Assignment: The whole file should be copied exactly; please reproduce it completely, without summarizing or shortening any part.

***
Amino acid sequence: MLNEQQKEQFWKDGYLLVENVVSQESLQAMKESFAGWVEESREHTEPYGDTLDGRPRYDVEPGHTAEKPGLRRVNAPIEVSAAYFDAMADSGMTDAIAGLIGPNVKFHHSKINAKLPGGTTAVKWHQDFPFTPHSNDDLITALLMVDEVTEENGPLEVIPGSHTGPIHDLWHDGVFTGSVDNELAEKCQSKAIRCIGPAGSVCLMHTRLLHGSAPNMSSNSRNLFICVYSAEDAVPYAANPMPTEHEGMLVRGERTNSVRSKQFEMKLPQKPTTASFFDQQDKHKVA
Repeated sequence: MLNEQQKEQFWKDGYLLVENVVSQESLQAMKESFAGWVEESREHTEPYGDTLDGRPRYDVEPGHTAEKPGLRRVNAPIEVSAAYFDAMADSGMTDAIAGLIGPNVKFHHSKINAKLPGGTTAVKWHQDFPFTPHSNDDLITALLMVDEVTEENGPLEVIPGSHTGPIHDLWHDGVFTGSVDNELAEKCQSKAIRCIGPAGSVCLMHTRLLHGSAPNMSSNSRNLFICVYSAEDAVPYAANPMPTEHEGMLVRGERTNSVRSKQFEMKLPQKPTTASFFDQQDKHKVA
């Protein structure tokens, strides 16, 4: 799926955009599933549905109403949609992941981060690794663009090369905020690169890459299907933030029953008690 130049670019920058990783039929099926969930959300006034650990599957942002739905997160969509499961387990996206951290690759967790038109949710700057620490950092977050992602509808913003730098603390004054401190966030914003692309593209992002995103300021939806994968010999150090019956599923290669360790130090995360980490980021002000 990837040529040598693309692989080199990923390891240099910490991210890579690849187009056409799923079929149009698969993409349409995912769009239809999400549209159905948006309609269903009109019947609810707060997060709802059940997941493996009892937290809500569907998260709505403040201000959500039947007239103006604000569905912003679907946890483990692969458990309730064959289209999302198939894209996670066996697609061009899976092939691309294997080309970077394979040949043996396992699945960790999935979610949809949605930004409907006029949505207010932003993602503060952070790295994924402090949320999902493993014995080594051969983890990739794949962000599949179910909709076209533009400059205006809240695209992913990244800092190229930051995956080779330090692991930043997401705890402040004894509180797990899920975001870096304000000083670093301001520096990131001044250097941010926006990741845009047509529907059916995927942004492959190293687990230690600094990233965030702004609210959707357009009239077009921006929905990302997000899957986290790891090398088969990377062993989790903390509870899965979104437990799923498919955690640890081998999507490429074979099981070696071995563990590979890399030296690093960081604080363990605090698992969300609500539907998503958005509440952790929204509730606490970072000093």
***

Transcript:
Amino acid sequence: MLNEQQKEQFWKDGYLLVENVVSQESLQAMKESFAGWVEESREHTEPYGDTLDGRPRYDVEPGHTAEKPGLRRVNAPIEVSAAYFDAMADSGMTDAIAGLIGPNVKFHHSKINAKLPGGTTAVKWHQDFPFTPHSNDDLITALLMVDEVTEENGPLEVIPGSHTGPIHDLWHDGVFTGSVDNELAEKCQSKAIRCIGPAGSVCLMHTRLLHGSAPNMSSNSRNLFICVYSAEDAVPYAANPMPTEHEGMLVRGERTNSVRSKQFEMKLPQKPTTASFFDQQDKHKVA
Repeated sequence: MLNEQQKEQFWKDGYLLVENVVSQESLQAMKESFAGWVEESREHTEPYGDTLDGRPRYDVEPGHTAEKPGLRRVNAPIEVSAAYFDAMADSGMTDAIAGLIGPNVKFHHSKINAKLPGGTTAVKWHQDFPFTPHSNDDLITALLMVDEVTEENGPLEVIPGSHTGPIHDLWHDGVFTGSVDNELAEKCQSKAIRCIGPAGSVCLMHTRLLHGSAPNMSSNSRNLFICVYSAEDAVPYAANPMPTEHEGMLVRGERTNSVRSKQFEMKLPQKPTTASFFDQQDKHKVA
């Protein structure tokens, strides 16, 4: 799926955009599933549905109403949609992941981060690794663009090369905020690169890459299907933030029953008690 130049670019920058990783039929099926969930959300006034650990599957942002739905997160969509499961387990996206951290690759967790038109949710700057620490950092977050992602509808913003730098603390004054401190966030914003692309593209992002995103300021939806994968010999150090019956599923290669360790130090995360980490980021002000 990837040529040598693309692989080199990923390891240099910490991210890579690849187009056409799923079929149009698969993409349409995912769009239809999400549209159905948006309609269903009109019947609810707060997060709802059940997941493996009892937290809500569907998260709505403040201000959500039947007239103006604000569905912003679907946890483990692969458990309730064959289209999302198939894209996670066996697609061009899976092939691309294997080309970077394979040949043996396992699945960790999935979610949809949605930004409907006029949505207010932003993602503060952070790295994924402090949320999902493993014995080594051969983890990739794949962000599949179910909709076209533009400059205006809240695209992913990244800092190229930051995956080779330090692991930043997401705890402040004894509180797990899920975001870096304000000083670093301001520096990131001044250097941010926006990741845009047509529907059916995927942004492959190293687990230690600094990233965030702004609210959707357009009239077009921006929905990302997000899957986290790891090398088969990377062993989790903390509870899965979104437990799923498919955690640890081998999507490429074979099981070696071995563990590979890399030296690093960081604080363990605090698992969300609500539907998503958005509440952790929204509730606490970072000093």